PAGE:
The focus for important celebrations, such as New Year or winning the war or England regaining the Ashes in 2005, and home to the superb National Gallery, Trafalgar Square‘s lovely fountains, worthy statuary, and ambling piazza space are not cycling-friendly.
There’s no cycling in the square itself (right, though you’ll see people scooting across the top bit in front of the National Gallery, below right). There’s also no parking (you’ll get jumped on by security personnel if you try). And the three sides of the square that have roads are unpleasantly busy with impatient, lane-jumping buses and taxis. Still, it’s much more pleasant than it was before the top bit – the road that used to cut the NG off from the square itself – was pedestrianised in 2003.
The nearest cycle parking is round the top-right hand corner opposite the entrance to the National Portrait Gallery, with more dribs and drabs of stands tucked in some of the radial roads from the Square. Unless, of course, you inveigle yourself into a slot on Antony Gormley’s rather dull Fourth Plinth project with your bike, though like the rest of the Square, there’s nothing to lock it to on the vacant platform.
Trafalgar Square serves a very useful purpose for anyone more familiar with imperial than metric: it is almost exactly a hectare, being just about 100m x 100m. Visualising an acre is even easier, though: just think of the front garden of the house I used to live in outside Hull, except for the patio bit, and quadruple it.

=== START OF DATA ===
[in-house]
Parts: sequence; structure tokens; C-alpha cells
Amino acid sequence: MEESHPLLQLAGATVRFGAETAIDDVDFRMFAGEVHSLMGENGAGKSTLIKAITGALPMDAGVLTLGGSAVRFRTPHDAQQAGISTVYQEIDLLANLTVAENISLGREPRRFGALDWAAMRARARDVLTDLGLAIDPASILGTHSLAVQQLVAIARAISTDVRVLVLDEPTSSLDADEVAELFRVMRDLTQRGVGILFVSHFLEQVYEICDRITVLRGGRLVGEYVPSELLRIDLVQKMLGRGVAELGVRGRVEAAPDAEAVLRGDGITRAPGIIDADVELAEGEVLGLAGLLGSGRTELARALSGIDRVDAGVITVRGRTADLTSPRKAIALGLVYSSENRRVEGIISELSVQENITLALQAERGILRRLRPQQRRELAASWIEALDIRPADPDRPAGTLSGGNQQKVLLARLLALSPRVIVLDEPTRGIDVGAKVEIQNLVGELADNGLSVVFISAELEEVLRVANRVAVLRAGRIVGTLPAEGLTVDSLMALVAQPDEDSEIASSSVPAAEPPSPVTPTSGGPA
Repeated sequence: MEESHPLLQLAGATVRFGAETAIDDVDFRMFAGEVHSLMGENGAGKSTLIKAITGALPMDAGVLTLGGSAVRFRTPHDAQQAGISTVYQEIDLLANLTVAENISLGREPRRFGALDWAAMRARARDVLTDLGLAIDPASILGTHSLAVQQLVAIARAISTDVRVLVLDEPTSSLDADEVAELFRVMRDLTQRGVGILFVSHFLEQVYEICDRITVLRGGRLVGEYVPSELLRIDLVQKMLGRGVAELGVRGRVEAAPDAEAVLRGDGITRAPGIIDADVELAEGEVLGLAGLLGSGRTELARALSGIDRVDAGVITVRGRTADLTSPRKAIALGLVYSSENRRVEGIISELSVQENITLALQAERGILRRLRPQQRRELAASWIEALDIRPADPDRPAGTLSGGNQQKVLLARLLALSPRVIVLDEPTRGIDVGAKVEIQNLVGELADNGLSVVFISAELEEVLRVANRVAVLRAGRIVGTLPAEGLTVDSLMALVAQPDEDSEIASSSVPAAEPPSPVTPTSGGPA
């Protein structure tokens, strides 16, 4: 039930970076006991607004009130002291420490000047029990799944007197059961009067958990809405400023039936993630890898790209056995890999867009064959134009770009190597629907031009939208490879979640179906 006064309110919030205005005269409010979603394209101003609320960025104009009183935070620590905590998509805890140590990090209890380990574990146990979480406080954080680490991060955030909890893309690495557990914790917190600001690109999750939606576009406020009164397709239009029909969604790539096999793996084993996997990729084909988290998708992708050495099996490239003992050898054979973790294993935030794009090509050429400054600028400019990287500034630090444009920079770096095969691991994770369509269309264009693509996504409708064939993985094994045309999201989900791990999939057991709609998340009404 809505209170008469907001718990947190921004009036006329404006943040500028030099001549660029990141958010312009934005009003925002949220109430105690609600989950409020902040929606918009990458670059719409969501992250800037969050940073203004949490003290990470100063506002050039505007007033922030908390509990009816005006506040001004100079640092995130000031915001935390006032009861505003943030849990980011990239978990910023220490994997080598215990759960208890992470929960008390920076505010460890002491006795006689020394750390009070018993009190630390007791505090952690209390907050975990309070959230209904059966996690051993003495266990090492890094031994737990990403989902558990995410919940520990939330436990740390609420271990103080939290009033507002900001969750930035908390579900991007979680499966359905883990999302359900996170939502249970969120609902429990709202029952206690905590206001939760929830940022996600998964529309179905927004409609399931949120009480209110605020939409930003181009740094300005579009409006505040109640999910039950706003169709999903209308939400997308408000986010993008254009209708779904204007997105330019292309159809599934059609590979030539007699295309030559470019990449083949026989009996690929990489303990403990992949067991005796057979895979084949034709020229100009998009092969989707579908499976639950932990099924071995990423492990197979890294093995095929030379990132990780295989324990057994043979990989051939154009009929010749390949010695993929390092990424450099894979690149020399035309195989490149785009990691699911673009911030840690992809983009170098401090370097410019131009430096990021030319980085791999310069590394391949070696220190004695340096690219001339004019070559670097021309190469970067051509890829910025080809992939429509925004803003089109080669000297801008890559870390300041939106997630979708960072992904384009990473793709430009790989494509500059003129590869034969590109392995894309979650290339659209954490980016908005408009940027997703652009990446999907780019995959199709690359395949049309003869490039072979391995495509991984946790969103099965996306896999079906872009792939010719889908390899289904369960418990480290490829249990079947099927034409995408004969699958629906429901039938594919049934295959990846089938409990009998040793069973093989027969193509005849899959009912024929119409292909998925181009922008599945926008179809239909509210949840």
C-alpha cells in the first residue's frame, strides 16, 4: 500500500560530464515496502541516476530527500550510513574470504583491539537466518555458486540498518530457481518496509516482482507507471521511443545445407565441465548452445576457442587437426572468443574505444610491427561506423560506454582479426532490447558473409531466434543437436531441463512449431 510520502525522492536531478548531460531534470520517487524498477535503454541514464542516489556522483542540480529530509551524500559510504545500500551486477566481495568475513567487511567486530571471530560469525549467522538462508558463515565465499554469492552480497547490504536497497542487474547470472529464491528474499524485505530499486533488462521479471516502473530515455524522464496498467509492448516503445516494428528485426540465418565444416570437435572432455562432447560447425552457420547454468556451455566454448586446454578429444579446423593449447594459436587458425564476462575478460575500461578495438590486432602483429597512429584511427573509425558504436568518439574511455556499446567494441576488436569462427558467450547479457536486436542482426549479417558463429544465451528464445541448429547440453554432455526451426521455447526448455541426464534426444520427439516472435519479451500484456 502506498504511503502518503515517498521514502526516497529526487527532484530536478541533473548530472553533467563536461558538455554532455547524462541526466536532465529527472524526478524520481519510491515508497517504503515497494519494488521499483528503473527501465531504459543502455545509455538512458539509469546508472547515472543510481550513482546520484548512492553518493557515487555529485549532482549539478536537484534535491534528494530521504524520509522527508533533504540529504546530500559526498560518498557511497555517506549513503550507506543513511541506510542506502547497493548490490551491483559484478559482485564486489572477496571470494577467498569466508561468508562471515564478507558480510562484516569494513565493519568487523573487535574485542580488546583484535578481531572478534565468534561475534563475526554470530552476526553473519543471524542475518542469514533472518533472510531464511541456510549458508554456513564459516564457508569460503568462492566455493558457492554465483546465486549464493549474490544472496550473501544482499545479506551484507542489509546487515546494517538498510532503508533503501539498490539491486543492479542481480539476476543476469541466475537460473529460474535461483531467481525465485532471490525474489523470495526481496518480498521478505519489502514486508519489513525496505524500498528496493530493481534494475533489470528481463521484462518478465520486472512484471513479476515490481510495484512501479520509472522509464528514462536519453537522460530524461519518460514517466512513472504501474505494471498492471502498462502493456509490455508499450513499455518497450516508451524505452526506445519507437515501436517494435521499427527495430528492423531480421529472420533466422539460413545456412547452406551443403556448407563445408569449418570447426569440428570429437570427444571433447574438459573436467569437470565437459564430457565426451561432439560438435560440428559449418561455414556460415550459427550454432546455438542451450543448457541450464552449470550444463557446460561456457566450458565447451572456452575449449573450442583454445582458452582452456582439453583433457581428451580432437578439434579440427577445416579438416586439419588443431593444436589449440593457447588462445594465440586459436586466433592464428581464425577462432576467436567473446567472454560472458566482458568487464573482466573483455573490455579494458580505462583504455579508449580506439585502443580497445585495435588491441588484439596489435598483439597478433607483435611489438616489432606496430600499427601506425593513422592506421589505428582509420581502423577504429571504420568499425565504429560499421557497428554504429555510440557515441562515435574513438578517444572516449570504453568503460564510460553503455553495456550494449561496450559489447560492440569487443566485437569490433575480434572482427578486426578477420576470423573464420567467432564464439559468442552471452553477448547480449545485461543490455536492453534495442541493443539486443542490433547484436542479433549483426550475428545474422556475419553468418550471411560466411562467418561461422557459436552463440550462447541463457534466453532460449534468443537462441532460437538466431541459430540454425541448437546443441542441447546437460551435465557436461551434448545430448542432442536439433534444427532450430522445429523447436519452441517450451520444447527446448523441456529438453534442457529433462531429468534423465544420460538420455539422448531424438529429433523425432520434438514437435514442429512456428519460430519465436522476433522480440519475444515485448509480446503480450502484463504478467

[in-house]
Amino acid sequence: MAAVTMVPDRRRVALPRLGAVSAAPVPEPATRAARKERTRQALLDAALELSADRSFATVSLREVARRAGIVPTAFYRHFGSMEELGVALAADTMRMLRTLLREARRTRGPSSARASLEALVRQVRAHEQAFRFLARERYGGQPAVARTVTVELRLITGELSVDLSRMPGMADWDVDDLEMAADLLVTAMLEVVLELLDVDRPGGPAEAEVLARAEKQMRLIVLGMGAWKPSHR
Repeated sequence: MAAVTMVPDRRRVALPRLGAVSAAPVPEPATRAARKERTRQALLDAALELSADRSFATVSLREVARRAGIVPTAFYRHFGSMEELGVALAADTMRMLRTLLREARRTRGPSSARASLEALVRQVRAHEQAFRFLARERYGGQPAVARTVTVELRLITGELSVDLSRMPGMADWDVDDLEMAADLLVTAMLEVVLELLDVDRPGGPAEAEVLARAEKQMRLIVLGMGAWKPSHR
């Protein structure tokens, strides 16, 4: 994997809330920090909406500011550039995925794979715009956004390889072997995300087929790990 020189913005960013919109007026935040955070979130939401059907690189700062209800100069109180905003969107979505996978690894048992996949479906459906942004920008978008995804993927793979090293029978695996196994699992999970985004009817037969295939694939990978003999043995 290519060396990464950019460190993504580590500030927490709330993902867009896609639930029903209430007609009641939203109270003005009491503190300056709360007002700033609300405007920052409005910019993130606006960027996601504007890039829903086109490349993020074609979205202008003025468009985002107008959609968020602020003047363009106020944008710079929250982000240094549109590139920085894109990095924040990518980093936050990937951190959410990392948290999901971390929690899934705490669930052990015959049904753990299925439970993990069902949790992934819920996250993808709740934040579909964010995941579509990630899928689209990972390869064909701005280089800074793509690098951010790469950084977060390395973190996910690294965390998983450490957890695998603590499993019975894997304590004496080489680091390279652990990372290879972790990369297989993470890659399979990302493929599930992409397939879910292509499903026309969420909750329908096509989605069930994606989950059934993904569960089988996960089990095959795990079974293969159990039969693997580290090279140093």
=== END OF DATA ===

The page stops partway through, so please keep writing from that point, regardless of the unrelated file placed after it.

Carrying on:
The wonderful (and free) National Gallery is very visitable by bike – there’s parking up the left-hand sidestreet, though we know of thefts from there – and it reminds us that the French Fauvist painter Maurice Vlaminck (1876-1958) was also an avid racing cyclist. Hah! Eh bien, Monsieur Monet, zose lillies are vairy naice, but now we see ‘ow you manage on Tourmalet or Mont Ventoux, eh?
Monopoly’s Trafalgar Square costs £240. What could this buy you there? You could decorate an entire house stylishly with a dozen or so posters of famous paintings bought from the National Gallery shop. For instance, your shower rooms with lines of amphetamines for your media friends could have Turner’s Rain, Steam and Speed. You could have Renoir’s Umbrellas in the cloakroom, Velazquez’s Toilet of Venus in the downstairs bog, and use the Leonardo Cartoon as a caption competition.